Essel Propack Ltd. claims to be on track in its march toward global domination in the laminated tube sector.
The Mumbai, India-based company reported a 23 percent leap to record sales last year and commands an estimated 32 percent market share globally in that sector. With 20 plants in 13 countries, including a fast-growing U.S. facility, the firm strives to supply half of the world's demand for laminated tubes.
Essel Propack - which also coextrudes nonlaminated plastic tubing - reported a 12 percent rise in 2005 unaudited net profit to 905 million rupees ($20.5 million) on consolidated global sales of 8.23 billion rupees ($186 million). Last year alone it announced plans to invest $15 million in its 3-year-old, Danville, Va., plant; opened a plant in Russia; acquired a British tube maker; and closed, but then reopened, its plant in Mexico. The sales contribution of international operations rose to 68 percent last year, up 3 percentage points from the prior year.
In each of the past two years Forbes magazine has recognized the 2,100-employee firm as one of Asia's 100 best companies with less than $1 billion in annual sales. The publication cited Essel's five-year average of 12 percent return on equity and 19 percent earnings-per-share growth, and pegged its market value as of October at $266 million.
The company, founded in 1984, built its $21 million, 100,000-square-foot facility in Danville in late 2002, specifically to supply all of Procter & Gamble Co.'s laminated tube demand in North America for products such as Crest toothpaste. But the firm has fulfilled its contractual obligations for exclusivity with P&G and now is free to supply other customers from that plant, according to Ashok Goel, vice chairman and managing director.
``We are already scouting for land'' to accommodate further expansion at the 120-person Danville facility, Goel said in an interview after his Feb. 11 pre- sentation at the Plastindia business conference in New Delhi. In May the company announced it planned to invest another $15 million in the plant. Goel said the Danville plant already is the company's third-largest, after India and China. He declined to reveal specific details about the Virginia facility.
Ten months ago, the firm said the expansion would allow it to supply laminated tubes, and caps and closures to P&G, which has a plant about 45 miles to the south, in Greensboro, N.C., as well as to other U.S. toothpaste and cosmetic product companies.
In a Jan. 30 financial results statement, Essel Propack added that capacities at the Danville plant ``have been enhanced to meet the requirements of the new customers who have been tapped. The volumes are expected to grow faster in the U.S. market as the necessary infrastructure is in place.''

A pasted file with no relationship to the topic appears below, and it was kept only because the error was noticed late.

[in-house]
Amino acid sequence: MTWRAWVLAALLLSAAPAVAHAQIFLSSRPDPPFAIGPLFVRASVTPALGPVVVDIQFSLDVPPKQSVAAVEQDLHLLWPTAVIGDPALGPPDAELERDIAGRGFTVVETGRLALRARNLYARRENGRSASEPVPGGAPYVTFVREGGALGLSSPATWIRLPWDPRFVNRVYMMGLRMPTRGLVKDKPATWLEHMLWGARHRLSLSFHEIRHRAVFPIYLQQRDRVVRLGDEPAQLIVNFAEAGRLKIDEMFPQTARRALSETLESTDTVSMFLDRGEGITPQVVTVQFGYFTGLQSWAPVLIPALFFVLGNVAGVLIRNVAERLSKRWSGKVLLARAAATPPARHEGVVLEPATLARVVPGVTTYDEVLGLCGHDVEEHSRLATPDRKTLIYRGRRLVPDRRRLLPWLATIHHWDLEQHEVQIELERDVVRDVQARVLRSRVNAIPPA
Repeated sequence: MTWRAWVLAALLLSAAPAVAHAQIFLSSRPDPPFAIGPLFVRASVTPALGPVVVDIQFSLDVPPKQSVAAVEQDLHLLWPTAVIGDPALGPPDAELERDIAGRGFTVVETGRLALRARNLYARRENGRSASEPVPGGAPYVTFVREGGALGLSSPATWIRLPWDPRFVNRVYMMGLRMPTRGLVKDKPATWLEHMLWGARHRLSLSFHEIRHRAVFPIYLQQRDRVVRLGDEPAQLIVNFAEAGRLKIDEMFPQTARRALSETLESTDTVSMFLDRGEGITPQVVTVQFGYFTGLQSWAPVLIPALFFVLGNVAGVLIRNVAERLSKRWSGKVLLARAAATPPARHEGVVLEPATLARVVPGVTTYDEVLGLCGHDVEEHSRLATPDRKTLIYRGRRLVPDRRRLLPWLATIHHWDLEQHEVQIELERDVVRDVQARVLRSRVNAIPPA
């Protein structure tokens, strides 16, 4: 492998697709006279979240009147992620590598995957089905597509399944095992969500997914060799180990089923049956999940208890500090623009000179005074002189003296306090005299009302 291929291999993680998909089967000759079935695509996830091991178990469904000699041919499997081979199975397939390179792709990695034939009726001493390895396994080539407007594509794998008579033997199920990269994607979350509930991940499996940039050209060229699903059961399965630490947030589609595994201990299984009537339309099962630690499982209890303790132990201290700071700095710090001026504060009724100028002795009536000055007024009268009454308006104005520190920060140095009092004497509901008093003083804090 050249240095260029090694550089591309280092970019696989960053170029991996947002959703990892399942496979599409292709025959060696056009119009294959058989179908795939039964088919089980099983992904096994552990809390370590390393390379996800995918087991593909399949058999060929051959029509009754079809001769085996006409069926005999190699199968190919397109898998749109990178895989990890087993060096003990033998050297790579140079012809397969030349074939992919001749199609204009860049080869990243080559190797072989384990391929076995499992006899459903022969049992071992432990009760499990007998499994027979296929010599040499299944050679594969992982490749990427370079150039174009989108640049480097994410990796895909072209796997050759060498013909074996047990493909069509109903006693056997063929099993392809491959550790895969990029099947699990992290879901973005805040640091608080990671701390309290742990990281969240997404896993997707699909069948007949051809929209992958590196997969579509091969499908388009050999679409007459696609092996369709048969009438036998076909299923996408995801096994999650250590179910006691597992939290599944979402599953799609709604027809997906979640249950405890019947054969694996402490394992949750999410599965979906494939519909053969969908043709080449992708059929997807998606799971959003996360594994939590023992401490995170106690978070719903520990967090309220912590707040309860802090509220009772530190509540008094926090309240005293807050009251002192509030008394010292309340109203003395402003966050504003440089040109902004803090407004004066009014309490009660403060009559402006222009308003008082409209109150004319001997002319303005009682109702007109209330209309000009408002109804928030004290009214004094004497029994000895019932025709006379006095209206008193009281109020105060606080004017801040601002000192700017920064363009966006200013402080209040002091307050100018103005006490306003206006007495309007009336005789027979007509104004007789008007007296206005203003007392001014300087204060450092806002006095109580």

Virginia Gov. Mark R. Warner helped clinch the latest expansion deal early last year when he led a state trade delegation to India. Warner approved a $70,000 grant package from the Governor's Opportunity Fund to assist the city with the project. The state's Department of Business Assistance agreed to provide training through its workforce services program, and the Virginia Economic Development Partnership worked with the city of Danville to prepare the state's proposal and negotiate an incentives package that helped secure the project.
Goel - who also serves as president of the Organization of Plastics Processors of India - said Essel Propack shut down its plant in Cuautitl n, Mexico, just north of Mexico City, in early 2005 but reopened it six months later, after a competitor unexpectedly closed its doors.
``Mexican operations are on a turnaround path, firmly supported by a contract from a [multinational] customer,'' the company said. ``The positive results in Mexico are expected from the second half of 2006.''
Goel noted that the restarted Mexican facility currently serves only Mexico; however, the company plans to broaden its sales scope further into Latin America.
Essel Propack bought struggling British firm Telcon Packaging in April, renamed it Essel Propack UK, and said it expects those operations to turn around by the second quarter of this year.
The company also is busy restructuring its Arista Tubes UK operation, which makes coextruded tubes, to align it with the parent company's ``vision to consolidate and grow as a major global player in the plastic tubes arena.'' It bought Arista Tubes in August 2004.
Essel claims the results of all its focused efforts in Europe ``will be evident from the second half of 2006.''
Essel Propack said the laminated tubes plant that it opened near Moscow in March 2005 also is ``going through a stabilization phase,'' while the firm is downsizing its operations in Nepal due to what it called a volatile and unpredictable political situation there.
The company said its China operations, on the other hand, posted a consistent performance, with sales volumes growing in the fourth quarter of fiscal 2005 and further growth projected. Essel set up a wholly owned subsidiary in Guangzhou in 1997 and now operates four plants in that country.
Making laminated tubes efficiently requires a significant scale of production, said Goel, explaining why Essel does all of its laminating at two plants, in India and China.
``Those plants supply laminates to all our plants, where they decorate, print and make tubes,'' Goel said.
Essel Propack became the world's largest laminated tubing supplier in late 2000, when Essel Packaging Ltd. bought the tubing operations of Germany's Propack AG and adopted its current name.